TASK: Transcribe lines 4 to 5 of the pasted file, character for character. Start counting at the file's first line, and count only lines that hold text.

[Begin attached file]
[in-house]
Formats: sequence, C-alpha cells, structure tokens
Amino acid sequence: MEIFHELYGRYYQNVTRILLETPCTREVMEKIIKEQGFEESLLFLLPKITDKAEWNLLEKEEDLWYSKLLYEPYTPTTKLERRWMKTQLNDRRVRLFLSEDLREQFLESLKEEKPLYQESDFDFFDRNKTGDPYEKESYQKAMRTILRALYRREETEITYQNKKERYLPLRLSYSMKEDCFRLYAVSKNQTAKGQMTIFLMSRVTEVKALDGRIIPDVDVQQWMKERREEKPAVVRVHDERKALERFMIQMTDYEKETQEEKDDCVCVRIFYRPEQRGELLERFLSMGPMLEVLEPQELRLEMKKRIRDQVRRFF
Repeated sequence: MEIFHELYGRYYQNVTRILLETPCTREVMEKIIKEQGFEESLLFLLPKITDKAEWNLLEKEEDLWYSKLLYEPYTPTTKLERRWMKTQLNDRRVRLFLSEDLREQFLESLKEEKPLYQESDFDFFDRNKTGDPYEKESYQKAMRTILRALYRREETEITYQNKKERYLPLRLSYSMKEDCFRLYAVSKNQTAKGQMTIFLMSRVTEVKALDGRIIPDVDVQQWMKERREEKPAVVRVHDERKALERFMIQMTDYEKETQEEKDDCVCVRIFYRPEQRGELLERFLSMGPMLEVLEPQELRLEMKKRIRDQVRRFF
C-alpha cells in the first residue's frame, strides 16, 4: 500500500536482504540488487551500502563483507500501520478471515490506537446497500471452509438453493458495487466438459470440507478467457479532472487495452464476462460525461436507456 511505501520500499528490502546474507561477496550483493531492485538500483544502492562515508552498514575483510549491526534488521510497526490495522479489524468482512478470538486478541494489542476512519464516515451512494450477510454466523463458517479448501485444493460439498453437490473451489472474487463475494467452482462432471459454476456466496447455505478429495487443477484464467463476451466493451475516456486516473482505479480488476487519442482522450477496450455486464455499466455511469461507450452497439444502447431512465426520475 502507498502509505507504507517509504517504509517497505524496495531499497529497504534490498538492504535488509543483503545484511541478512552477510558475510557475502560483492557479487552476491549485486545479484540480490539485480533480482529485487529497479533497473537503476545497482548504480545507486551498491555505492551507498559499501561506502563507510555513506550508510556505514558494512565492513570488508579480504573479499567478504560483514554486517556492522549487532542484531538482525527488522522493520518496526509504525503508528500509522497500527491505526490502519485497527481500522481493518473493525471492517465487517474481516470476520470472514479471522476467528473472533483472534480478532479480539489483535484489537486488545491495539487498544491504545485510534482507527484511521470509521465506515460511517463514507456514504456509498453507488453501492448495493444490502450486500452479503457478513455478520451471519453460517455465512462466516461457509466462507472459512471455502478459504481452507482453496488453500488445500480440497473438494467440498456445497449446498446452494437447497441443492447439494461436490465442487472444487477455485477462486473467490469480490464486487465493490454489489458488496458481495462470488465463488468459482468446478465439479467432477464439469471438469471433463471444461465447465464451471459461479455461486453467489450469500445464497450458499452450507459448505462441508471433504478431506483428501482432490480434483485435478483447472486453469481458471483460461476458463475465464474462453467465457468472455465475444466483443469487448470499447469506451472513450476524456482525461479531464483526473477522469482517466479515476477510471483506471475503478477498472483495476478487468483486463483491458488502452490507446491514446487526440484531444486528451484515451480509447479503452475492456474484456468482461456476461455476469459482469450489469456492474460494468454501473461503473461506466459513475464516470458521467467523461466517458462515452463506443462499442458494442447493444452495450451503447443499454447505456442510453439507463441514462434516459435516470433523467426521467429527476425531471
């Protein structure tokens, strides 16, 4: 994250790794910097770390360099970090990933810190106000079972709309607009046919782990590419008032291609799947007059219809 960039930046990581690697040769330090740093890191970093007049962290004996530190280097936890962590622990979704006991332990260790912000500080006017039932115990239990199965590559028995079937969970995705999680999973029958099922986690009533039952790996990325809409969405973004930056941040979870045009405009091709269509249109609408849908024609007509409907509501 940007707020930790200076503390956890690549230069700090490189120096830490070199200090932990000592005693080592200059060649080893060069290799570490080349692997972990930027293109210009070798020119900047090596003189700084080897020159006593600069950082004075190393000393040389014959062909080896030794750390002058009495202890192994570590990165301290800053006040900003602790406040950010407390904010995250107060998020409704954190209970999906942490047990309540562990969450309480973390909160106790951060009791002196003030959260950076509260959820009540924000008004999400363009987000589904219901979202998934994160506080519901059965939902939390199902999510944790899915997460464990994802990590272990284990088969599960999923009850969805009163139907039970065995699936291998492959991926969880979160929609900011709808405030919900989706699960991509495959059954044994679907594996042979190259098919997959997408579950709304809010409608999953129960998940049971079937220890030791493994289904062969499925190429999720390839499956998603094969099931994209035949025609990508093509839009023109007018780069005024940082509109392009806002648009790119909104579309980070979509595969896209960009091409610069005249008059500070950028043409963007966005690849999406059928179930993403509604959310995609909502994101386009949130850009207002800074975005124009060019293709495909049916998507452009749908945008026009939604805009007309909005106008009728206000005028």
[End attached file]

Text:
Repeated sequence: MEIFHELYGRYYQNVTRILLETPCTREVMEKIIKEQGFEESLLFLLPKITDKAEWNLLEKEEDLWYSKLLYEPYTPTTKLERRWMKTQLNDRRVRLFLSEDLREQFLESLKEEKPLYQESDFDFFDRNKTGDPYEKESYQKAMRTILRALYRREETEITYQNKKERYLPLRLSYSMKEDCFRLYAVSKNQTAKGQMTIFLMSRVTEVKALDGRIIPDVDVQQWMKERREEKPAVVRVHDERKALERFMIQMTDYEKETQEEKDDCVCVRIFYRPEQRGELLERFLSMGPMLEVLEPQELRLEMKKRIRDQVRRFF
C-alpha cells in the first residue's frame, strides 16, 4: 500500500536482504540488487551500502563483507500501520478471515490506537446497500471452509438453493458495487466438459470440507478467457479532472487495452464476462460525461436507456 511505501520500499528490502546474507561477496550483493531492485538500483544502492562515508552498514575483510549491526534488521510497526490495522479489524468482512478470538486478541494489542476512519464516515451512494450477510454466523463458517479448501485444493460439498453437490473451489472474487463475494467452482462432471459454476456466496447455505478429495487443477484464467463476451466493451475516456486516473482505479480488476487519442482522450477496450455486464455499466455511469461507450452497439444502447431512465426520475 502507498502509505507504507517509504517504509517497505524496495531499497529497504534490498538492504535488509543483503545484511541478512552477510558475510557475502560483492557479487552476491549485486545479484540480490539485480533480482529485487529497479533497473537503476545497482548504480545507486551498491555505492551507498559499501561506502563507510555513506550508510556505514558494512565492513570488508579480504573479499567478504560483514554486517556492522549487532542484531538482525527488522522493520518496526509504525503508528500509522497500527491505526490502519485497527481500522481493518473493525471492517465487517474481516470476520470472514479471522476467528473472533483472534480478532479480539489483535484489537486488545491495539487498544491504545485510534482507527484511521470509521465506515460511517463514507456514504456509498453507488453501492448495493444490502450486500452479503457478513455478520451471519453460517455465512462466516461457509466462507472459512471455502478459504481452507482453496488453500488445500480440497473438494467440498456445497449446498446452494437447497441443492447439494461436490465442487472444487477455485477462486473467490469480490464486487465493490454489489458488496458481495462470488465463488468459482468446478465439479467432477464439469471438469471433463471444461465447465464451471459461479455461486453467489450469500445464497450458499452450507459448505462441508471433504478431506483428501482432490480434483485435478483447472486453469481458471483460461476458463475465464474462453467465457468472455465475444466483443469487448470499447469506451472513450476524456482525461479531464483526473477522469482517466479515476477510471483506471475503478477498472483495476478487468483486463483491458488502452490507446491514446487526440484531444486528451484515451480509447479503452475492456474484456468482461456476461455476469459482469450489469456492474460494468454501473461503473461506466459513475464516470458521467467523461466517458462515452463506443462499442458494442447493444452495450451503447443499454447505456442510453439507463441514462434516459435516470433523467426521467429527476425531471